- After an up and down Q1, equity returns for Q2 were solid especially for US Large Caps and growth firms. The S&P 500 was up almost +9% for the quarter and the Nasdaq was up over +13%. US Large Cap, Small Cap, and Developed International stocks are all up double digits on a year-over-year basis, while Emerging Markets have managed just a 2.2% gain.
- Tech, telecom, and consumer discretionary sectors where all up double digits in Q2 as investors searched for growth. Energy and utilities disappointed and were negative for the quarter. Forward price-to-earnings multiples for the S&P 500 have expanded over +12% in 2023 and have expanded a whopping +32.5% for the tech sector. Forward earnings estimates are basically flat for the S&P 500 and up only slightly for the tech sector.
- After a massive runup after the invasion of Ukraine, oil prices have fallen in 9 of the last 12 months and are down almost -21% over the last year. After a similar surge, the US Dollar has fallen in 7 of the last 9 months and has dropped -1.7% over the last year. However, the dollar is basically flat in 2023 vs. a basket of other currencies and central banks around the world have continued hiking interest rates following a pause from the Fed in June. This could lead to further USD weakness.
- The anticipated rally in bonds has yet to occur anywhere other than in high yield or EM debt. The US Aggregate Bond Index is still negative YoY as are US Treasuries. Munis have fared slightly better than treasuries and have been less volatile. With the hawkish tones from the Fed, investors are finally buying into the idea that rates can still move higher from here. A recession will likely be the only event that brings rates down meaningfully over the near-term.
- The Federal Reserve left the Fed Funds rate at 5.25% after raising rates for 10 straight meetings. Global monetary policy has begun to diverge as other developed nations such as England, Norway, Switzerland, and Australia elected to continue their hiking cycle due to elevated rates of inflation. The Fed also released their Summary of Economic Projections in which the median estimate for the Fed Fund rate for the end of 2023 was 5.6%. Just a month ago, the market was pricing in rate cuts as soon as November. Markets are finally pricing in elevated levels of interest rates for longer with no rate cuts occurring until Q1 2024.
- Headline CPI cooled to 4.0% from 4.9% in May and the reading for June is likely to be lower as hot 2022 numbers roll off the year-over-year calculation. Six-month annualized headline CPI is still above average at 3.2% but cooling. Six-month annualized core inflation on the other hand is running at 5.1% and rising. The largest detractor from inflation right now are energy commodity prices. Most other components are still elevated and will take some time before they return to more normalized levels. Shelter inflation remains the largest component as prices have yet to meaningfully cool. The low supply of existing homes on the market due to high mortgage rates have kept home prices elevated.
- While consumer sentiment has risen from its low in June 2022 (63.9 vs 50.0), the gap between current economic conditions and future expectations is widening again after a brief respite earlier this year. Consumers are most pessimistic about buying conditions due to high prices and interest rates, especially for large durable goods, cars, and homes. Investors allocation to equities are at a 13-month high, according to the AAII Sentiment Survey and overall, consumers and investors have no shortage of confidence and are taking on more risk and margin once again.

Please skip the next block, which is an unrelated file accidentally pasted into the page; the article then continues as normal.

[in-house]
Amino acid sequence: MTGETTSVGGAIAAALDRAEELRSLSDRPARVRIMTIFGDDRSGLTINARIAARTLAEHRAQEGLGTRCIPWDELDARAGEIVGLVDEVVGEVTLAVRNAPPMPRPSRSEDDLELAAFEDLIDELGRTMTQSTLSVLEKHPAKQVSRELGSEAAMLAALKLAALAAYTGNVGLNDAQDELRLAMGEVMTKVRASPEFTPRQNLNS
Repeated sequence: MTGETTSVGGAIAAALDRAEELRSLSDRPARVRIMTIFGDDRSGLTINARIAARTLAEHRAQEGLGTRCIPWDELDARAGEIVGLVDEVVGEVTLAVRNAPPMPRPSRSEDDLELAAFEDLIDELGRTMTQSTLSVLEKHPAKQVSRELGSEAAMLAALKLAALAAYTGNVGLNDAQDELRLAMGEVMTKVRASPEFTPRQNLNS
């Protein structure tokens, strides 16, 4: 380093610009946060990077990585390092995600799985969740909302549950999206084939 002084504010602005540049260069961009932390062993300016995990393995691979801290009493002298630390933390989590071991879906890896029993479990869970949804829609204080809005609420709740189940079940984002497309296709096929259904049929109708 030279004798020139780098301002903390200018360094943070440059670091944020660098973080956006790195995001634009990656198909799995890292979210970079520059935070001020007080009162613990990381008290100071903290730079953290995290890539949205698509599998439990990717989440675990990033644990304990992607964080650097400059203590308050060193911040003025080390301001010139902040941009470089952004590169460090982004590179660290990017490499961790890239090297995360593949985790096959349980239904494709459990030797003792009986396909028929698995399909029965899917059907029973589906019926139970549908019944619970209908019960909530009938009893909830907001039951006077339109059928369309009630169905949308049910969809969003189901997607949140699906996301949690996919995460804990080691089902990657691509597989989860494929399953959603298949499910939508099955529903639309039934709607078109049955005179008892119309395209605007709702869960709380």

- Part of the increase in optimism has been driven by stellar real GDP growth which was revised higher to 2.0% from 1.4% QoQ annualized for Q1 2023. The revision was mostly influenced by increased consumer spending. Estimates for Q2 are currently 1.3% QoQ annualized, with the Atlanta Fed’s estimate even higher at 2.3%. However, forecasts for the rest of the year and early next year fall due to decreased business fixed investment and residential investment.
- While payrolls continue to move higher, June snapped a 14-month streak of beating analyst estimates. The US economy added 209k jobs in June vs. 230k estimated. A decent mix of high paying and lower pay jobs were added last month including 65k health care jobs and 23k construction jobs. However, retail jobs have been lost in 3 of the last 4 months and food service jobs were also lower in June after 30 months of job growth. Wages came in slightly higher than expected last month but have moved down to 4.35% YoY vs. 5.90% YoY in March 2022. The labor force participation rate for key aged workers (25-54 years) is at its highest point since 2002, a crucial sign that people are coming back to work. For as many signs that show that the labor market is cracking there continue to be more that signal strength.
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U.S. Large Cap Equity is represented by the S&P 500 Index, with dividends reinvested. U.S. Small Cap Equity is represented by the Russell 2000 Index. Developed Non-U.S. Equity is represented by the MSCI EAFE Index. Emerging Market Equity is represented by the MSCI EM Index. Real Estate is represented by the S&P Global Property Index. Commodities are represented by the Bloomberg Commodity Index. Natural Resource Equities are represented by the S&P North American Natural Resources Index. U.S. High Yield Debt is represented by the Bloomberg Barclays U.S. Corporate High Yield Index. Emerging Market Debt is represented by the JPM GMI-EM Global Diversified Index. U.S. Aggregate Bonds is represented by the Bloomberg Barclays U.S. Aggregate Bond Index. U.S. Treasuries is represented by the Bloomberg Barclays U.S. Treasury Index. U.S. Municipal Bonds is represented by the Bloomberg Barclays Municipal 1-10yr Index.